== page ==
Tuesday, September 17, 2013

Liver Enzymes the #1 Marker of Insulin Resistance!? What Do HbA1C & ALT, AST and GPT Tell Us About Diabesity?

Just like type II diabetes, NAFLD is a life-style disease.
While it may not be obvious, today's SuppVersity post is very closely related to Sunday's post about supplements to battle insulin resistance. The recent revelation that the liver enzymes alanine transaminase (ALT aka GPT), aspartate transaminase (AST aka SGOT) and gamma-glutamyl transpeptidase (GGT aka gamma-GT) and not free fatty acid levels are the most reliable predictors of insulin sensitivity in overweight and obese, non-diabetic adults does after all show clearly support the notion that we (scientists, doctors, patiens) should pay much more attention to the liver. It's the liver that controls blood glucose, lipids and even our hormone levels, not the adipose organ. Therefore it is in the liver, our metabolic organ #1, is where the dark diabesity magic happens.

Heal the liver, cure the insulin resistance

Just in: A recent Stanford study shows that the use of VEGF inhibitors that are usually prescribed as cancer drugs can help diabetics manage their blood glucose levels, by increasing the expression of a protein (HIF-2alpha) that's usually expressed in response to hypoxic cell death and will - as a side effect - increase the expression of insulin receptors and thus restore hepatic insulin sensitivity and the optimal function of all the regularory processes that depend on it (Conger. 2013).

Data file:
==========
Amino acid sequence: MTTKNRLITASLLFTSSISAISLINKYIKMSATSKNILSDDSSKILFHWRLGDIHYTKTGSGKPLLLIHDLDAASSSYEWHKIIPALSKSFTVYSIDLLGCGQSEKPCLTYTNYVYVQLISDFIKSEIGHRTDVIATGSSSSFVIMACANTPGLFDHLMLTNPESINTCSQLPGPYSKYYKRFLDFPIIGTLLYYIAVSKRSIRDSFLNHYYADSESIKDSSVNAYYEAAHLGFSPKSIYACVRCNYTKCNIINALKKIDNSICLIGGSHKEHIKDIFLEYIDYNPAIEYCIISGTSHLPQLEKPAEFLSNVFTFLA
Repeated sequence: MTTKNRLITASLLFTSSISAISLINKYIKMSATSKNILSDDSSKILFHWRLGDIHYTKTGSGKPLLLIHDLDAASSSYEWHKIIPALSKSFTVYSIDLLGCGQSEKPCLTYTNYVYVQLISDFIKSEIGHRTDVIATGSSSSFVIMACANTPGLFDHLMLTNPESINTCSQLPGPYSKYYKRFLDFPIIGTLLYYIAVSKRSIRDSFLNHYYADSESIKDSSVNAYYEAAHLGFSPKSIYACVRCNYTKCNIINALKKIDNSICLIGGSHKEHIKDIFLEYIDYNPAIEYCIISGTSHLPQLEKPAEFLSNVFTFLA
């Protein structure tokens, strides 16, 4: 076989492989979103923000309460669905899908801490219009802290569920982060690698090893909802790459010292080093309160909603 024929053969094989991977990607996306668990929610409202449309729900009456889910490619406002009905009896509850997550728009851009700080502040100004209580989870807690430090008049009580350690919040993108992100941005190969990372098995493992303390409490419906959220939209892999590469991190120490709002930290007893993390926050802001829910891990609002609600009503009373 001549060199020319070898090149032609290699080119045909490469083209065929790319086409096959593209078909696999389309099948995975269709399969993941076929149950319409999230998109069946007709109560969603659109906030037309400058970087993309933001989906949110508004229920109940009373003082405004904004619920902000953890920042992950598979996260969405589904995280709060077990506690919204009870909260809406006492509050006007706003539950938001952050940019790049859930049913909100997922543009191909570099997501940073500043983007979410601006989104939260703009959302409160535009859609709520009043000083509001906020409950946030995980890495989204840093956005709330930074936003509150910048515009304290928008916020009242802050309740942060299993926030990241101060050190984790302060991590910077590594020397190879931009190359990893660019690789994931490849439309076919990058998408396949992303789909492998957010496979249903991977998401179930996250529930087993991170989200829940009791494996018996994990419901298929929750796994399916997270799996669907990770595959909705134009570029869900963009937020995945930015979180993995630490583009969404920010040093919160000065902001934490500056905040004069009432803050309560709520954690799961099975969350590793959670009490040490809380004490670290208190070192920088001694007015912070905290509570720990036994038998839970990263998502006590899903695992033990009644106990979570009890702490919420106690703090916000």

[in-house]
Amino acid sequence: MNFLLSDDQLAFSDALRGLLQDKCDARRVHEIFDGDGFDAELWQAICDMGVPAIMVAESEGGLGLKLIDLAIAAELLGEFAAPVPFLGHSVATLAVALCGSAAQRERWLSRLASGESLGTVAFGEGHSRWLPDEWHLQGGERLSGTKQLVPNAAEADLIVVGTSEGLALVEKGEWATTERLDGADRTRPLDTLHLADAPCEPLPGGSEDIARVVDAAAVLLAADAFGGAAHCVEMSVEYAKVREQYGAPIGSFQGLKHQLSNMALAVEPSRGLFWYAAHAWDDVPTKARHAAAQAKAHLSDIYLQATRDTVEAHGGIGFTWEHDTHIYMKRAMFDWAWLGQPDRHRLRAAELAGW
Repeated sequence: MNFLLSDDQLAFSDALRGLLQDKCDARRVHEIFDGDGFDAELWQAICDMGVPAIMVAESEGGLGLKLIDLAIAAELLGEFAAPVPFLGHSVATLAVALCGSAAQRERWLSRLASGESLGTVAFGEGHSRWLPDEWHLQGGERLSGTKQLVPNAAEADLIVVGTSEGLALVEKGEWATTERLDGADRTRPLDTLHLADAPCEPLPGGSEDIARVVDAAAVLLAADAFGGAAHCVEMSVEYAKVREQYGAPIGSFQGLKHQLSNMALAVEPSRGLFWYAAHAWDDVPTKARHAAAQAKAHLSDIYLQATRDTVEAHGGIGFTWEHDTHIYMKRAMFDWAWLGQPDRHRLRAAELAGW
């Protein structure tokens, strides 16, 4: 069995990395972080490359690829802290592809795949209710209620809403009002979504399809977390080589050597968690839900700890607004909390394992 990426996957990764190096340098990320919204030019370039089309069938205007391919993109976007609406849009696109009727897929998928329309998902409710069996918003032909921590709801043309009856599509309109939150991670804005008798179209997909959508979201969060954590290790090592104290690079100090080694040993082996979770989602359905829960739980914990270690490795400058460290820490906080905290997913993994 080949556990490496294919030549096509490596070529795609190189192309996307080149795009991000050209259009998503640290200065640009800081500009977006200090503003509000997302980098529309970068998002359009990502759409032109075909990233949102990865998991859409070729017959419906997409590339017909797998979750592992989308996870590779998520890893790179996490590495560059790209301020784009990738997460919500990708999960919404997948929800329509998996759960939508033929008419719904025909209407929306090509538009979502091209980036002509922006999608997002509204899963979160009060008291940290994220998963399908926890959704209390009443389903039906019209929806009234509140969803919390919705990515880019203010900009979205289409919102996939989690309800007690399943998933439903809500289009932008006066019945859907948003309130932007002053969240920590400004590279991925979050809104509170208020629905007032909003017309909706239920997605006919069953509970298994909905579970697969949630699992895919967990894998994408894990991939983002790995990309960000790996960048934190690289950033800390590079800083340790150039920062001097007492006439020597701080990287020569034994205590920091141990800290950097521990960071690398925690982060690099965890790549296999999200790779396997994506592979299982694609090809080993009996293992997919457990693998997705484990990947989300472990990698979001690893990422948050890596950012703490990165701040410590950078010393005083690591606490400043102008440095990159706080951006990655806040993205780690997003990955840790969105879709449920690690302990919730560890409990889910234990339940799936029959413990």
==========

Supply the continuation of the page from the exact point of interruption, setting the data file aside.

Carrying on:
Usually you will think of being overweight and undermuscled, of insulin resistant myocytes (muscle cells) and adipocytes (fat cells) and about eating too much simple sugars, whenever someone is talking about the etiology of insulin resistsance. NAFLD, i.e. non-alcoholic fatty liver disease, on the other hand, is still often thought of as one of the long-term side effects of T2DM.

A recent study from the Children's Nutrition Research Centre at the University of Queensland does however suggest that the connection between having a messed up liver and being insulin resistant does not just start much earlier, than previously thought, but is probably also directly involved in the progression from being slightly insulin resistant to being a real diabetic.